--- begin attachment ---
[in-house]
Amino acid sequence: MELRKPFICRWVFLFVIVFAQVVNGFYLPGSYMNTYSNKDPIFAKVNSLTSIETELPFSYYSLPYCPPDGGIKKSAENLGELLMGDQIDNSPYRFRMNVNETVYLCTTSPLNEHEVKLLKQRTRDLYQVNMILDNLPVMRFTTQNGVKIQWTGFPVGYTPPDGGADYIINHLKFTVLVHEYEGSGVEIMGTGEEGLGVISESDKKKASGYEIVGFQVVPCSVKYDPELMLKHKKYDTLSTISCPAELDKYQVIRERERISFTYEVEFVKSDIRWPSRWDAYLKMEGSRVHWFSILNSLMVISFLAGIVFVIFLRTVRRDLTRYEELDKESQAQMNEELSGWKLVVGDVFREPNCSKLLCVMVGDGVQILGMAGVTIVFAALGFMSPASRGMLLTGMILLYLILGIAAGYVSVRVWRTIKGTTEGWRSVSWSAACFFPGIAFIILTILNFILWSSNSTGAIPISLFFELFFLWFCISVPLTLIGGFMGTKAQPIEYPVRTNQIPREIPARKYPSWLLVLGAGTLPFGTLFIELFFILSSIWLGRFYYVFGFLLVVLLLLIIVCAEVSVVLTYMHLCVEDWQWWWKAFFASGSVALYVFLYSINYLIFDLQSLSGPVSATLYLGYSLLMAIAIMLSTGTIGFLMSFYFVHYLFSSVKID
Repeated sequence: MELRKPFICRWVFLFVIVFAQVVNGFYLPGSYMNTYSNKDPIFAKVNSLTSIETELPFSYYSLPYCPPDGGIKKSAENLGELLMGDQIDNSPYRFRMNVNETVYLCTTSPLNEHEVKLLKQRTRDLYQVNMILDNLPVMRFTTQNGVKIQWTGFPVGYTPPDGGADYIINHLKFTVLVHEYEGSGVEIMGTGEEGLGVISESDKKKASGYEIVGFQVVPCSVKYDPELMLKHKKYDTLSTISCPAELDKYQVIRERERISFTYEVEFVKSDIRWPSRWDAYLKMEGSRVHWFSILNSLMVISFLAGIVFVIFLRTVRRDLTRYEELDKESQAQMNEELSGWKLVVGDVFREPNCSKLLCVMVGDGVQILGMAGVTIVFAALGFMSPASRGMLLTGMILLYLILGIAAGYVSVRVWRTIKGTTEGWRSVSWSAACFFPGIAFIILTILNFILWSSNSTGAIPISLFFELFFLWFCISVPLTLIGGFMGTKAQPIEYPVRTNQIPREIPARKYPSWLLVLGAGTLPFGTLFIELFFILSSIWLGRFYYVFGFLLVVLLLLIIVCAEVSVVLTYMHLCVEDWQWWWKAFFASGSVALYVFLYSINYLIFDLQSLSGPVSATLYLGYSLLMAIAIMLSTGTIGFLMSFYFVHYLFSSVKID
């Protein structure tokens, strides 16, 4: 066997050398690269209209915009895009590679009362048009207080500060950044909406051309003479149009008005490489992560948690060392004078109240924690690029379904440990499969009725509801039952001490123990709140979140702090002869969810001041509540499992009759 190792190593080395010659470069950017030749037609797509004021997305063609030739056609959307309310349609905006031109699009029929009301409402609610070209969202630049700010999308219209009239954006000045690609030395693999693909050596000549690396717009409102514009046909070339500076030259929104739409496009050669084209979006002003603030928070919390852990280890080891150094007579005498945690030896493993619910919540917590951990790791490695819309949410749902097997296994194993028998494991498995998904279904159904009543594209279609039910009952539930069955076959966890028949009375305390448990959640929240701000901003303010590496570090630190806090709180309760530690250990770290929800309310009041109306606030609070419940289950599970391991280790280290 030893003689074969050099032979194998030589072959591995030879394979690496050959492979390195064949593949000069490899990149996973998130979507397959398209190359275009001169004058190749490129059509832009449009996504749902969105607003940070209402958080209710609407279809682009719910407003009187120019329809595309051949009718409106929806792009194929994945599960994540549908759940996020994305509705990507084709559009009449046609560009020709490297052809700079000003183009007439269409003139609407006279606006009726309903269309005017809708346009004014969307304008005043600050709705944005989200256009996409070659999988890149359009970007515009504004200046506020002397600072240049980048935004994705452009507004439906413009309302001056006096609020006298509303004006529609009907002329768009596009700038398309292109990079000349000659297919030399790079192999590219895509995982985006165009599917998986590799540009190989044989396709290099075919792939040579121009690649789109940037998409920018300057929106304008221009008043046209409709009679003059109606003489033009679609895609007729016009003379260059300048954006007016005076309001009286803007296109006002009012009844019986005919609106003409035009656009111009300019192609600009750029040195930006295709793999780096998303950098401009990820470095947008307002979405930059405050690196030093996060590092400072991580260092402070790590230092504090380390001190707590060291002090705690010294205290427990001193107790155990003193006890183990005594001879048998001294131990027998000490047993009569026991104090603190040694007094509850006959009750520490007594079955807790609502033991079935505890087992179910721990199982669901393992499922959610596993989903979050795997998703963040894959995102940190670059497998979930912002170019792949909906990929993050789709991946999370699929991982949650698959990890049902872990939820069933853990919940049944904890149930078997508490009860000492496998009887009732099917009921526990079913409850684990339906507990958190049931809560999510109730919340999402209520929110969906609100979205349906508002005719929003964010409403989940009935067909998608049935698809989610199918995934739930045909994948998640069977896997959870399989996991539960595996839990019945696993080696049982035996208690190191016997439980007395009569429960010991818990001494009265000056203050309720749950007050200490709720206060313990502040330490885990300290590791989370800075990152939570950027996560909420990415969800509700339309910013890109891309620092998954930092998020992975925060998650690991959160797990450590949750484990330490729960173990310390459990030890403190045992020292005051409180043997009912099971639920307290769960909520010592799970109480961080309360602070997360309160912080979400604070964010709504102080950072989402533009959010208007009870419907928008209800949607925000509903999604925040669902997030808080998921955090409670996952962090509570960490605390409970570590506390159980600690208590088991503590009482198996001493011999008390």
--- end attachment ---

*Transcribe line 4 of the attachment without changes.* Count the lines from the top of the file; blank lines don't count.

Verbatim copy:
């Protein structure tokens, strides 16, 4: 066997050398690269209209915009895009590679009362048009207080500060950044909406051309003479149009008005490489992560948690060392004078109240924690690029379904440990499969009725509801039952001490123990709140979140702090002869969810001041509540499992009759 190792190593080395010659470069950017030749037609797509004021997305063609030739056609959307309310349609905006031109699009029929009301409402609610070209969202630049700010999308219209009239954006000045690609030395693999693909050596000549690396717009409102514009046909070339500076030259929104739409496009050669084209979006002003603030928070919390852990280890080891150094007579005498945690030896493993619910919540917590951990790791490695819309949410749902097997296994194993028998494991498995998904279904159904009543594209279609039910009952539930069955076959966890028949009375305390448990959640929240701000901003303010590496570090630190806090709180309760530690250990770290929800309310009041109306606030609070419940289950599970391991280790280290 030893003689074969050099032979194998030589072959591995030879394979690496050959492979390195064949593949000069490899990149996973998130979507397959398209190359275009001169004058190749490129059509832009449009996504749902969105607003940070209402958080209710609407279809682009719910407003009187120019329809595309051949009718409106929806792009194929994945599960994540549908759940996020994305509705990507084709559009009449046609560009020709490297052809700079000003183009007439269409003139609407006279606006009726309903269309005017809708346009004014969307304008005043600050709705944005989200256009996409070659999988890149359009970007515009504004200046506020002397600072240049980048935004994705452009507004439906413009309302001056006096609020006298509303004006529609009907002329768009596009700038398309292109990079000349000659297919030399790079192999590219895509995982985006165009599917998986590799540009190989044989396709290099075919792939040579121009690649789109940037998409920018300057929106304008221009008043046209409709009679003059109606003489033009679609895609007729016009003379260059300048954006007016005076309001009286803007296109006002009012009844019986005919609106003409035009656009111009300019192609600009750029040195930006295709793999780096998303950098401009990820470095947008307002979405930059405050690196030093996060590092400072991580260092402070790590230092504090380390001190707590060291002090705690010294205290427990001193107790155990003193006890183990005594001879048998001294131990027998000490047993009569026991104090603190040694007094509850006959009750520490007594079955807790609502033991079935505890087992179910721990199982669901393992499922959610596993989903979050795997998703963040894959995102940190670059497998979930912002170019792949909906990929993050789709991946999370699929991982949650698959990890049902872990939820069933853990919940049944904890149930078997508490009860000492496998009887009732099917009921526990079913409850684990339906507990958190049931809560999510109730919340999402209520929110969906609100979205349906508002005719929003964010409403989940009935067909998608049935698809989610199918995934739930045909994948998640069977896997959870399989996991539960595996839990019945696993080696049982035996208690190191016997439980007395009569429960010991818990001494009265000056203050309720749950007050200490709720206060313990502040330490885990300290590791989370800075990152939570950027996560909420990415969800509700339309910013890109891309620092998954930092998020992975925060998650690991959160797990450590949750484990330490729960173990310390459990030890403190045992020292005051409180043997009912099971639920307290769960909520010592799970109480961080309360602070997360309160912080979400604070964010709504102080950072989402533009959010208007009870419907928008209800949607925000509903999604925040669902997030808080998921955090409670996952962090509570960490605390409970570590506390159980600690208590088991503590009482198996001493011999008390």